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'We have a family': Adoptions go virtual during pandemic

The Scott family finalized the adoption of their three youngest children without being in a court room. Foster care and adoptions are being delayed, but not halted.

THE DALLES, Ore. — The Scott family calls it “controlled chaos.”

“We have eight children; four boys and four girls,” dad Mark Scott said.

However, this big happy family from The Dalles was not quite complete until Wednesday, last week.

“I’ve always wanted to adopt. That was something that was always a plan of mine,” mom Celeste Scott said.

Mark, a sheriff’s deputy and Celeste, a stay at home mom, always knew their family wouldn’t stop growing with their five biological children.  

“She talked about it [adopting] when we first got engaged and then I guess it was four years ago she said, ‘Well, it’s time to adopt now,’” Mark said.  

Anyone who has gone through the adoption process knows that it is a long road. When the Dave Thomas Foundation for Adoption and A Family for Every Child connected them with three siblings – more than halfway across the nation in St. Louis, Missouri – they knew they found that missing piece.

“I never was okay with one [child] because I always felt like it was important that if we have five biological kids that one kid isn’t out there on their own and have nothing in common with anyone else and feel alone,” Celeste said.

After years of searching, hoping and working with the systems seven-year-old Jeremisha, six-year-old Floyd, and five-year-old Jermaine came to Oregon in March 2019

Then, on Wednesday, May 13, 2020 the trio officially became members of the Scott family. The virtual adoption happened over the phone.

The official adoption was more about crossing T’s and dotting the I’s. They say Jeremisha, Floyd, and Jermaine were theirs long before.

“They had a hunger for a family and our kids had a hunger to add siblings,” Mark said. “And so, it was just a bond from the very beginning.”

There were a lot of ups and downs during the three-year adoption process, but Celest is a woman of faith and says these kids were meant to be part of her family.

“Being on the timetable of when the lord wants it to happen – it’s going to happen,” Celeste said.   

For Mark, that confirmation didn’t come until their first visit to St. Louis after the met the kids and were getting ready to leave.

“We went to leave and Jermaine, the youngest of our three youngest children, he has these big puppy dog eyes and he just looked at us as we were leaving,” Mark said. “He was trying to say, I want to go with you and it just broke my heart. I didn’t know how I could ever let myself, look at myself in the mirror again knowing that that kid was pleading with me from his soul to my soul. So, that was the first thing that I knew that I needed to be a father to these kids.”

This rugged sheriff’s deputy melted. He had met the children he never knew he was missing.

It’s been a long road to get here for Celest and Mark and even more so for their three adopted children.  

Jeremisha, Floyd, and Jermaine were separated in foster homes, suffered malnourishment, and abuse.

“They’ve been through so much and I don’t know what we can provide them other than love and a stable home,” Mark said.  

That is the reality for many children across the country right now.

“They have multiple wounds of trauma, not only from the abuse itself, but potentially from multiple moves, from just the trauma of being separated from family,” said President and CEO of the Dave Thomas Foundation for Adoption Rita Soronen.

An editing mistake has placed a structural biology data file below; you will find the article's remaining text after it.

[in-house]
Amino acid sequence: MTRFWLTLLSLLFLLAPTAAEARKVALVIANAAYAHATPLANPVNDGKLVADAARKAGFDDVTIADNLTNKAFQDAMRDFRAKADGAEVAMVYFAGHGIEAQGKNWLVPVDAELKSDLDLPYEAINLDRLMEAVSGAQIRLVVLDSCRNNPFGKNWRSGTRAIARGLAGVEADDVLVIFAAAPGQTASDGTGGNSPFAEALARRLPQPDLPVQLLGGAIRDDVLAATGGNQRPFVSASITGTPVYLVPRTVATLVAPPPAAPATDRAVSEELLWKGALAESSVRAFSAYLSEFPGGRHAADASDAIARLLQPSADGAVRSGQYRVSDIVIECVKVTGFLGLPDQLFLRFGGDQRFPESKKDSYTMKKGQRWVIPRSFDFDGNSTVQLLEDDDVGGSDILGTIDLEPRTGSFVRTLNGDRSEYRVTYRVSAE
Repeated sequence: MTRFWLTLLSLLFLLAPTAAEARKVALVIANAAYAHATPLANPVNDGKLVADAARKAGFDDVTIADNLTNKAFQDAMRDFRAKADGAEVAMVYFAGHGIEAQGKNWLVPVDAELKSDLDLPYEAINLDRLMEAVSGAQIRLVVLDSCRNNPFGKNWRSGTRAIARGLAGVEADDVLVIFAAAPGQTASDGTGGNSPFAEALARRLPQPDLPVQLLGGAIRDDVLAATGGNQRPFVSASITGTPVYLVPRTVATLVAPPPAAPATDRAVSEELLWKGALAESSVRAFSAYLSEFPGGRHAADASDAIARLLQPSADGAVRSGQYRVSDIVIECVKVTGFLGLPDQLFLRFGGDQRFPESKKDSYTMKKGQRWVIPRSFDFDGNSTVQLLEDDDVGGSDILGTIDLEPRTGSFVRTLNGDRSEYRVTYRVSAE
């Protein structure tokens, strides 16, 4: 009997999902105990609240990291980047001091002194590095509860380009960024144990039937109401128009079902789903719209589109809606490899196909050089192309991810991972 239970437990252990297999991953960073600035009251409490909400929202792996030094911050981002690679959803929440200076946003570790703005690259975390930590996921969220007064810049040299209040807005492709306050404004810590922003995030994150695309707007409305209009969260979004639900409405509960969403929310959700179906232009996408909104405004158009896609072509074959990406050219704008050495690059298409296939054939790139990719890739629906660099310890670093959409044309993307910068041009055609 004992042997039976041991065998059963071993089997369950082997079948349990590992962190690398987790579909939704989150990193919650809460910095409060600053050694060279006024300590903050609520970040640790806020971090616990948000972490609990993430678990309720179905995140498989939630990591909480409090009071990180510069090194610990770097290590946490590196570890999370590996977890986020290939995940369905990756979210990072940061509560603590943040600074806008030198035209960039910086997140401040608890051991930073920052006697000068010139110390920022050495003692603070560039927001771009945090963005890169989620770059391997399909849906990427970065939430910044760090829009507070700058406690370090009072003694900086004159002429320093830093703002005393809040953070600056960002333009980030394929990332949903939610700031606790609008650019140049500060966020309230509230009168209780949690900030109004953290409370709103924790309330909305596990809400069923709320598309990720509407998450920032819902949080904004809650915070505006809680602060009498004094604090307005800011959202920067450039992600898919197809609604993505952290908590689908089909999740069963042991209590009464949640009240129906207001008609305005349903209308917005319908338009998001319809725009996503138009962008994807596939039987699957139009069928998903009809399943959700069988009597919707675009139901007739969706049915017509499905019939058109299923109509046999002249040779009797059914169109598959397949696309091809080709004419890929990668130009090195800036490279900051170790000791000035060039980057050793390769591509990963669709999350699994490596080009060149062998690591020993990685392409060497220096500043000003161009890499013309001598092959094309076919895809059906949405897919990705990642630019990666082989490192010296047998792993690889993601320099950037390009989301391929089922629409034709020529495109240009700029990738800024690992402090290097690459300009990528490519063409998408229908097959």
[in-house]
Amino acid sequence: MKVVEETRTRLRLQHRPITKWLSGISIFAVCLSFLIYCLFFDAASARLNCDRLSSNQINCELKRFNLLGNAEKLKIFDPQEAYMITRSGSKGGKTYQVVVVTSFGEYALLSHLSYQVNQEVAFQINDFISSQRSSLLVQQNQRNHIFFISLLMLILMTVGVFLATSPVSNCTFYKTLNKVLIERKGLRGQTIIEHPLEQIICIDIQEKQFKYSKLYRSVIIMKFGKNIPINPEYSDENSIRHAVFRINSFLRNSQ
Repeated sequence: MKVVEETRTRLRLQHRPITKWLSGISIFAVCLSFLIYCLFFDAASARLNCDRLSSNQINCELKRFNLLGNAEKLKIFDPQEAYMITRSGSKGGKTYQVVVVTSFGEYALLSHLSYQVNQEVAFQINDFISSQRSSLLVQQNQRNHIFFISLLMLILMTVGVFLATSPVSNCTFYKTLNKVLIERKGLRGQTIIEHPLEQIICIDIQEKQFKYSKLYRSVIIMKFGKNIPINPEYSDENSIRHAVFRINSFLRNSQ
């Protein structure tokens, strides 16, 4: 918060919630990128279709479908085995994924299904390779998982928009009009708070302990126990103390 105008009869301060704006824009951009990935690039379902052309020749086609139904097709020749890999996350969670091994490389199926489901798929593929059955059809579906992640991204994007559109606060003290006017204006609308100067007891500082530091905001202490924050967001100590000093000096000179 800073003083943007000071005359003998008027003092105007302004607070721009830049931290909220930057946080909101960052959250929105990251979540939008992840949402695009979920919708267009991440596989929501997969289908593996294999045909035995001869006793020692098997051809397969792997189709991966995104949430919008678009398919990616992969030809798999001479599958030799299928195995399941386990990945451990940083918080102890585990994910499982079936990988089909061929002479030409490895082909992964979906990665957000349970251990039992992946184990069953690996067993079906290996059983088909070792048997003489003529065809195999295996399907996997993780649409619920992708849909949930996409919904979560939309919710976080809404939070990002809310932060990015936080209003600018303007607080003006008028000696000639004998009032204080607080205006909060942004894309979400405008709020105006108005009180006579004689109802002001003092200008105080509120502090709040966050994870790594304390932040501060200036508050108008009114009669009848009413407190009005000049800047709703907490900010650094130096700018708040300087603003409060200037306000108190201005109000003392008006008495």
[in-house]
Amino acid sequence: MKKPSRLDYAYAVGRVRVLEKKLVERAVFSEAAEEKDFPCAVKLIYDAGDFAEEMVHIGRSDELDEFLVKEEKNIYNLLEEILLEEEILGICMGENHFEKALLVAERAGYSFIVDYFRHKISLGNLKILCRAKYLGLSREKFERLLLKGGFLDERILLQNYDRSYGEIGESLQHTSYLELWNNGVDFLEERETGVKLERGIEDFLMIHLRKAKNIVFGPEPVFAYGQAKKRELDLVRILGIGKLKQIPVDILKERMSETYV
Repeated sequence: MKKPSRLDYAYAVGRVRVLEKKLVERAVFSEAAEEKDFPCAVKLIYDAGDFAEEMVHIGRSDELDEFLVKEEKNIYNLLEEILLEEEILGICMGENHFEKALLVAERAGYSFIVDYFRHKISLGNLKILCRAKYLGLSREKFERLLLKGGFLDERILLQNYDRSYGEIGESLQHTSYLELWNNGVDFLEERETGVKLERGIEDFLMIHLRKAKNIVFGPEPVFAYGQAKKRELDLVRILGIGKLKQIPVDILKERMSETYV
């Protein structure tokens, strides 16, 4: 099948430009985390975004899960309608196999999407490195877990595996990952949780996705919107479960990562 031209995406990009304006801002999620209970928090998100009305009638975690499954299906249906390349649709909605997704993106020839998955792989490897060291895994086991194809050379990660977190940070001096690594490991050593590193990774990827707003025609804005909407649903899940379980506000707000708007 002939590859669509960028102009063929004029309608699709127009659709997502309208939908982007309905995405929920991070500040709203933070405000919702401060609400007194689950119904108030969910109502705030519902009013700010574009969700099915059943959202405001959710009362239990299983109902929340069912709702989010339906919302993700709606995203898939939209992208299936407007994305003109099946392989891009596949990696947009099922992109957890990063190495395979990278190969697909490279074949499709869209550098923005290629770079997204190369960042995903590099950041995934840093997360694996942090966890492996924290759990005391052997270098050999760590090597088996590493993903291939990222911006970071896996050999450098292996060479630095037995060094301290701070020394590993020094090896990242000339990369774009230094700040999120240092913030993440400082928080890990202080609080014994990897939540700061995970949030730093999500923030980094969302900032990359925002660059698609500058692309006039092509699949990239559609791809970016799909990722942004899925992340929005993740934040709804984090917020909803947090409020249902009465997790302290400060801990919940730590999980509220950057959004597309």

Soronen says kids in foster care are facing even more anxiety and isolation during this pandemic.

Children and teens in foster care often have a higher rate of acute health conditions than the general population and group homes put them at higher risk of exposure.

The global health crisis has also put a delay on many adoptions.

“Not every court is able to or wants to pivot to technology in order to finalize adoption. So, we’re encouraging through our programs to utilize the platforms we have. To utilize zoom, to utilize Microsoft Teams, whatever they have because once we got to that adoption finalization all of the work is done,” Soronen said.

That’s why social workers and recruiters like Edna Green are working overtime.

"Even during this pandemic – we had something glorious that happened during a pandemic," said Green.

Green is a recruiter with Wendy’s Wonderful Kids through the Dave Thomas Foundation for adoption. Green oversaw Jeremisha, Floyd, and Jermaine’s adoption process and helped bring them to Oregon to live with the Scott family in 2019.

She says when she met Celeste and Mark, she knew she found the perfect match.

“Celeste Scott is that once in a lifetime person you’re going to meet in this world. It’s her energy, it’s the way she talks, it’s her compassion, it’s how she says she can meet these kids needs,” Green said.

Things aren’t always been easy and taking life one day at a time is just part of adoption.  

These kids have been through trauma, but with the proper resources and a whole lot of love they are thriving.

The kids are getting to try new things like fishing and wrestling – all surrounded by support.

They hope their happy ending will inspire others.

“People say this to me all the time, ‘I couldn’t do what you’re doing.’ And I tell them, that’s not true. Yes, you can. If we can do it with what we have and our resources, you can do it too,” Mark said.

For more information on adoption resources visit the Dave Thomas Foundation for Adoption, A Family for Every Child, and Every Child Oregon websites.

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